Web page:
While dealing with low employee morale can be challenging, there are actions you can take to improve it.
You love your work. It gives you that ultimate satisfaction you’ve always longed for.
But your employees don’t feel the same.
Your people are reluctant to come to work and others are looking for different jobs. Your boss is asking what the problem is.
How do you fix this low employee morale?
I’m going to equip you with the most powerful tools to keep your team invested in its work. But first, let’s look at the most common reasons for low morale.
How to Understand and Fix Low Employee Morale
Employees can suffer from low morale due to a variety of reasons in their daily work life. It is important to understand why employees aren’t enjoying their job and what you can do to improve their experience.
Problem: Lack of Growth
When people stop growing professionally, they plateau and get bored quickly.
The best way to jumpstart employee morale is by investing in your people and offering them professional development opportunities.
These opportunities could mean picking a new skill or offering training to expand existing skillsets.
Need an example?
Here are 5 of the most in-demand hard skills of 2019, according to LinkedIn:
- Cloud Computing
- Artificial Intelligence
- Analytical Reasoning
- People Management
- UX Design
Using these skills, your people can grow as employees and your company can improve with more knowledgeable teams.
Solution: Invest in Growth
Value your people and invest in their professional growth. When they see you care about them, they’ll want to reciprocate and stay long term.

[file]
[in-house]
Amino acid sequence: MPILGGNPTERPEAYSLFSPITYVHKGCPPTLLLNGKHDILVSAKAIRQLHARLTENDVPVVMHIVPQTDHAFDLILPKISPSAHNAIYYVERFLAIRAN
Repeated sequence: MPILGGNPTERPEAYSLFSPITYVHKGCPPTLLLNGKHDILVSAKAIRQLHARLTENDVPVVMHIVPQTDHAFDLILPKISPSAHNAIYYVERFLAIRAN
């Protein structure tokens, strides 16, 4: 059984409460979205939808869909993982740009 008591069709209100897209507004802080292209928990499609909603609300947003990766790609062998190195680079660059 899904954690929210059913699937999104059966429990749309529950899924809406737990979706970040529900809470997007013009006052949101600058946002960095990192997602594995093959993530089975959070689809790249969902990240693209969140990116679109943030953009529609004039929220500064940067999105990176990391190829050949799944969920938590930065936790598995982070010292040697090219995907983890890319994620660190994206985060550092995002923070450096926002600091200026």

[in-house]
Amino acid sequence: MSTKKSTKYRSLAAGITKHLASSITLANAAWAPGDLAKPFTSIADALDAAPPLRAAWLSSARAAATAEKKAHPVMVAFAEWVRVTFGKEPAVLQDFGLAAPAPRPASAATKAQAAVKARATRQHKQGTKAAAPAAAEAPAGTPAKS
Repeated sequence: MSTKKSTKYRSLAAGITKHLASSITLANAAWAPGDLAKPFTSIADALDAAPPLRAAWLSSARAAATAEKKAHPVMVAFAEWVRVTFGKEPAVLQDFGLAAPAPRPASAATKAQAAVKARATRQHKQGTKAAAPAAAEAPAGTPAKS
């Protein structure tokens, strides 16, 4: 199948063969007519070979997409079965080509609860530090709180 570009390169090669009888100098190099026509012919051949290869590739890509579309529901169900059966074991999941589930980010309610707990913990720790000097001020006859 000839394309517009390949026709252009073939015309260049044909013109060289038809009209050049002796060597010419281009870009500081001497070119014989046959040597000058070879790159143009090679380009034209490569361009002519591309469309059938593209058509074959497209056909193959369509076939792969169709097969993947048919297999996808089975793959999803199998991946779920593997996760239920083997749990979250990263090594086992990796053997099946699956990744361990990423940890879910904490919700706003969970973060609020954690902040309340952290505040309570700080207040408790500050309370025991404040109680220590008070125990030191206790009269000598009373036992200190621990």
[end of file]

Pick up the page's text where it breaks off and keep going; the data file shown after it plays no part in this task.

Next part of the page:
Introduce a personal development fund for top performers. Your employees will get to choose how they want to grow and what skills they want to train.
For example, you can have employees attend a local business workshop, give them a mentor in the company, read a useful book, or sign up for an online course.
"By offering employees opportunities to improve their business skills, you are adding an asset to your company and demonstrating a level of interest in their careers," said Aleksandra Włodarczyk, an HR specialist and recruiter at ResumeLab.
By giving your employees opportunities to grow their professional skills, you are offering them a chance to increase their value as associates in your business.
Problem: Lack of Clarity
When employees don’t know what management expects of them, morale can plummet.
A surprising 50% of employees aren’t aware of managerial expectations.
By giving clarity to your employees, they know what tasks they should be doing and how it is affecting the company.
Set clear-cut expectations and agree on common goals to create an environment where people can voice their opinions and see how their work increases the success of the business.
Solution: Align on Goals
Create a document outlining your expectations so your employees are not confused about what they are supposed to achieve and do in their time at your business.
Here’s how to make sure employees know what you expect:
Introduce OKRs (Objective-Key Result-Tasks), a management system developed by Andy Grove at Intel.
With OKRs, each person defines their own quarterly goals. Those goals are ultimately tied to team and organizational objectives.
Everyone is then on the same page and knows what they should be striving to accomplish each quarter.
Problem: Lack of Recognition